While you are quitting, you may get cravings for smokeless tobacco every once and a while. Many people have withdrawal symptoms when they try to quit using snuff or chew tobacco. These symptoms are usually strongest the first week after you quit. The withdrawal symptoms listed in Common Problems in Quitting are some of the most common symptoms for smokers and many also apply to smokeless tobacco users. Review the advice to help with smoking withdrawal symptoms. In addition, the following may help you deal with withdrawal symptoms from quitting smokeless tobacco.

    Remind yourself why you want to quit.
    Keep reminding yourself of these reasons and how far you have come in achieving your goal to remain tobacco-free.

    Rehearse often what you will do to handle the urge when a high-risk situation arises.

    Reward yourself for each urge you overcome.

Other coping strategies:

  • Deep breathing and exercise may be helpful when waiting out the urge to use.
  • Use oral substitutes such as sunflower seeds, beef jerky, sugarless gum or hard candy, or carrots.
  • Brush your teeth more frequently.

Dealing with Triggers

Quitting can be very difficult, so be prepared for temptations to start using smokeless tobacco again by recognizing triggers. These urges will be strongest the first week after quitting and will be strongest in places and situations where you used to use snuff or chew. The following may be helpful when dealing with triggers:

  • Write down events and situations that may trigger use and plan ahead for them.
  • Write down things you will do in these situations instead of using smokeless tobacco (like reaching for gum, brushing your teeth, or simply walking away from the situation).
  • Avoid alcohol, which could trigger use.

The Long-Term Benefits of Quitting Chewing Tobacco

  • No more red, sore gums.
  • Those white patches in your mouth disappear.
  • You will get fewer cavities because your teeth won�t be worn away by tobacco.
  • Your risk of cancers caused by smokeless tobacco (cheek, gums, mouth, tongue, throat, stomach) lessens each year, to the point where it is almost as if you'd never used smokeless tobacco.

Quitting is very difficult and takes a lot of effort. Be easy on yourself if you do relapse. You can learn from the relapse. Whatever you do, DON'T GIVE UP! You are still working on becoming a smokeless tobacco nonuser. It can often take a few tries before you can totally quit, but it is worth it. The benefits of quitting are many and you will notice some of the benefits right away. Within the first few days of quitting smokeless tobacco, you will begin to notice benefits and improvements such as:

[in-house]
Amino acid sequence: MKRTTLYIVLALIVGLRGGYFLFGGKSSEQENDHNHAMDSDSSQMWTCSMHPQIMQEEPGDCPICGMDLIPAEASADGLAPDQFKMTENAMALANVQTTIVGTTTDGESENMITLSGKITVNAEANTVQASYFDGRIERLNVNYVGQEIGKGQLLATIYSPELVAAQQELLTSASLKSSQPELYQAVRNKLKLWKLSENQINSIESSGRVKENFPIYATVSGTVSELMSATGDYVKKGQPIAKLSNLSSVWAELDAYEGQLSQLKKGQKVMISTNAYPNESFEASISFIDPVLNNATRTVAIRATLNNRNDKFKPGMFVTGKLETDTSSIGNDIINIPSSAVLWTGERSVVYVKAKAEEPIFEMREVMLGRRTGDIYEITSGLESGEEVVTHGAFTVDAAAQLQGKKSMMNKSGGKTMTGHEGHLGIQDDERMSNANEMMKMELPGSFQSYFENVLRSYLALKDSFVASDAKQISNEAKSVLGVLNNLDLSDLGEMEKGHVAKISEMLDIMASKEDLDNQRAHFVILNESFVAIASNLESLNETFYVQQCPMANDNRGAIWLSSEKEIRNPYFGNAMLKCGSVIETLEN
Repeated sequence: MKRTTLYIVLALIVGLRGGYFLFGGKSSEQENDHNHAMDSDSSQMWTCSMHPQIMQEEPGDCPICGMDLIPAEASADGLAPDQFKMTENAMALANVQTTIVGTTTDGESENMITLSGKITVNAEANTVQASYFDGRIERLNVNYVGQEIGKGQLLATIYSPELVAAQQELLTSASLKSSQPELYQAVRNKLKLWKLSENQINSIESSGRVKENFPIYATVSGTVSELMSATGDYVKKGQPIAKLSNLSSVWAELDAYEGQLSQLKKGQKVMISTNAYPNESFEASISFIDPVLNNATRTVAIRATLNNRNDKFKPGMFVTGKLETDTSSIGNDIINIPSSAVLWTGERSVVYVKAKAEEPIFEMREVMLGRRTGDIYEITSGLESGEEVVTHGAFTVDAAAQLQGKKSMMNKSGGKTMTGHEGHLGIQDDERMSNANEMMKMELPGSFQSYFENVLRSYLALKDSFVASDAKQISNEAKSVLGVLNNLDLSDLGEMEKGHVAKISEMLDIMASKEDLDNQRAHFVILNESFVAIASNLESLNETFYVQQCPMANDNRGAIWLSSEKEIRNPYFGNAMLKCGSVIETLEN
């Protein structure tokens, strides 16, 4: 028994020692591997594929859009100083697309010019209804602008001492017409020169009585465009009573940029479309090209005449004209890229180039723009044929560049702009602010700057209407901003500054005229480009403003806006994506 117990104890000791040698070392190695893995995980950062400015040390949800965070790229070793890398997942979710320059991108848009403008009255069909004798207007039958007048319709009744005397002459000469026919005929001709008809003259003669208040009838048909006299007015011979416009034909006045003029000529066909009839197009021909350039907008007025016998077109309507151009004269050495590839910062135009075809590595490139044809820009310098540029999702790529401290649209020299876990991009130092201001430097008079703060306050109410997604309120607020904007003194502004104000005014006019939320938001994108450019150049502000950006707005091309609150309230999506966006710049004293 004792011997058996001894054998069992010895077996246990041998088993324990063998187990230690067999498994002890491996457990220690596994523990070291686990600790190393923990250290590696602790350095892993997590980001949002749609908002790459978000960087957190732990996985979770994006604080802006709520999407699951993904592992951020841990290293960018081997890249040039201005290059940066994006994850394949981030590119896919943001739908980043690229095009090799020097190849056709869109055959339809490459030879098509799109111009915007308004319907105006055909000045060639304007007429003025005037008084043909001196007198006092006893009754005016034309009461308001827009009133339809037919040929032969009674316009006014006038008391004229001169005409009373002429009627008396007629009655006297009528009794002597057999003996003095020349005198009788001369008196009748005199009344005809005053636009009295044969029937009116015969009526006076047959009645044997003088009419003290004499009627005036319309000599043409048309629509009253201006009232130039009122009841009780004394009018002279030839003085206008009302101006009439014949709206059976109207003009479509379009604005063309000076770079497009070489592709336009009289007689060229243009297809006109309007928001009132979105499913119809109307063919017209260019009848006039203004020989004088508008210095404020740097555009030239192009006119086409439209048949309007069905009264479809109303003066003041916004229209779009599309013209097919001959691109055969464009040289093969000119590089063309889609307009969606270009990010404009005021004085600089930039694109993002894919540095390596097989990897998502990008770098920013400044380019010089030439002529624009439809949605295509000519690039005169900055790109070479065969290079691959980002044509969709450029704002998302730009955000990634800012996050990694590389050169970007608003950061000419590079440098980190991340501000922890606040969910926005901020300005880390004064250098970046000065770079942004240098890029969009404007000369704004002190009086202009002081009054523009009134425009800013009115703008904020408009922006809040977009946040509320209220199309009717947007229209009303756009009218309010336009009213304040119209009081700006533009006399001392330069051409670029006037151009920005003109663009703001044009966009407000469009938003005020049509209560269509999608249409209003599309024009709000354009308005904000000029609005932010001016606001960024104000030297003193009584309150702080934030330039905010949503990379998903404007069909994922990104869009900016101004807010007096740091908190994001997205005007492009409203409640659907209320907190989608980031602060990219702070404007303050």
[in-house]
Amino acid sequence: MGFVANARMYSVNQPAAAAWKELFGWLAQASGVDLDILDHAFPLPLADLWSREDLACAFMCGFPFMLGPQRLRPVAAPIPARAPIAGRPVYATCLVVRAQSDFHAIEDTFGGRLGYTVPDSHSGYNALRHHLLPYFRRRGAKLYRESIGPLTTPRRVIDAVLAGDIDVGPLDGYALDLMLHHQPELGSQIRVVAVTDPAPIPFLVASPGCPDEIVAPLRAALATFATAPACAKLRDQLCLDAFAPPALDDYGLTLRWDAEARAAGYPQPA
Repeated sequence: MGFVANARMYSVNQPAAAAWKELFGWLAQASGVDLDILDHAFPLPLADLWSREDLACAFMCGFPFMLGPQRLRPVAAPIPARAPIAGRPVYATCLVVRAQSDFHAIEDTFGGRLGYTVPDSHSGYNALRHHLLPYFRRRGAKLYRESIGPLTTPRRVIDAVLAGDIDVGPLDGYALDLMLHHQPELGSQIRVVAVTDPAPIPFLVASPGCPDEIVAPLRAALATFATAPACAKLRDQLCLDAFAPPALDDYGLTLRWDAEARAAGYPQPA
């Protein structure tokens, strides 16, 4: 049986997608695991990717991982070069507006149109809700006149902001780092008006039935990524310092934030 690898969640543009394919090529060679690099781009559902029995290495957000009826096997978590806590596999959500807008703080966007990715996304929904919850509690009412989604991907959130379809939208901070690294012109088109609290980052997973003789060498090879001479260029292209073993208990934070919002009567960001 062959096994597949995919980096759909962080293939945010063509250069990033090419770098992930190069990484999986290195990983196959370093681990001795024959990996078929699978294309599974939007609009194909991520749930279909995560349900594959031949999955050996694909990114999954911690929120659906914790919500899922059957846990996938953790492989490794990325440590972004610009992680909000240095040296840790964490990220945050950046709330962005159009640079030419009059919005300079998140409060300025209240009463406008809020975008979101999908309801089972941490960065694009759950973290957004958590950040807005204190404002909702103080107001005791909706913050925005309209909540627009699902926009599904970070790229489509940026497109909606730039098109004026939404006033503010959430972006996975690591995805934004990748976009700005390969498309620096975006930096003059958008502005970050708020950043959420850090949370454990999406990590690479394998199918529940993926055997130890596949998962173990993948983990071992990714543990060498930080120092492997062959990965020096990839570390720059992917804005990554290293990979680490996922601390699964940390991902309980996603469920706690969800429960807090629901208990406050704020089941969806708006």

• You will have great breath -- no more trying to hide the tobacco smell with gum or mints!
  • Food will taste better.

Medications to Help You Quit

Anyone who has ever tried to quit using smokeless tobacco "cold turkey" knows how hard it can be. However, there are several medications available that may aid in your quitting process. Many of these medications are the same medications that are used to help people quit smoking. Refer to Medications for additional information.

Nicotine Replacement Therapy (NRT)

Nicotine replacements give you nicotine without the other harmful ingredients in tobacco. The Food and Drug Administration (FDA) has approved several NRT products as effective aids for helping people to quit using tobacco products. These products include:

  • Nicotine gum -- available over the counter
  • Nicotine patch -- available over the counter
  • Nicotine lozenges -- available over the counter
  • Nicotine inhaler -- available only by prescription
  • Nicotine nasal spray -- available only by prescription

While the FDA has NOT approved the use of nicotine replacement therapy to help people quit smokeless tobacco, over-the-counter NRT products have few side effects and may help you quit. If you enjoy the feeling of having something in your mouth, then it may help you to use nicotine gum or lozenges, which are most similar to smokeless tobacco. The 4 mg nicotine lozenge has been shown to be associated with decreased nicotine withdrawal symptoms and tobacco cravings. Refer to Medications for additional information.

Prescription Medications

While Bupropion (Zyban®) and Varenicline (Chantix®) have been shown to help people quit smoking, the research is limited as to their value in quitting smokeless tobacco. However, some people have found these medications to be helpful in quitting smokeless tobacco. You may want to talk with your physician as to whether or not these medications would work for you. Refer Medications for additional information.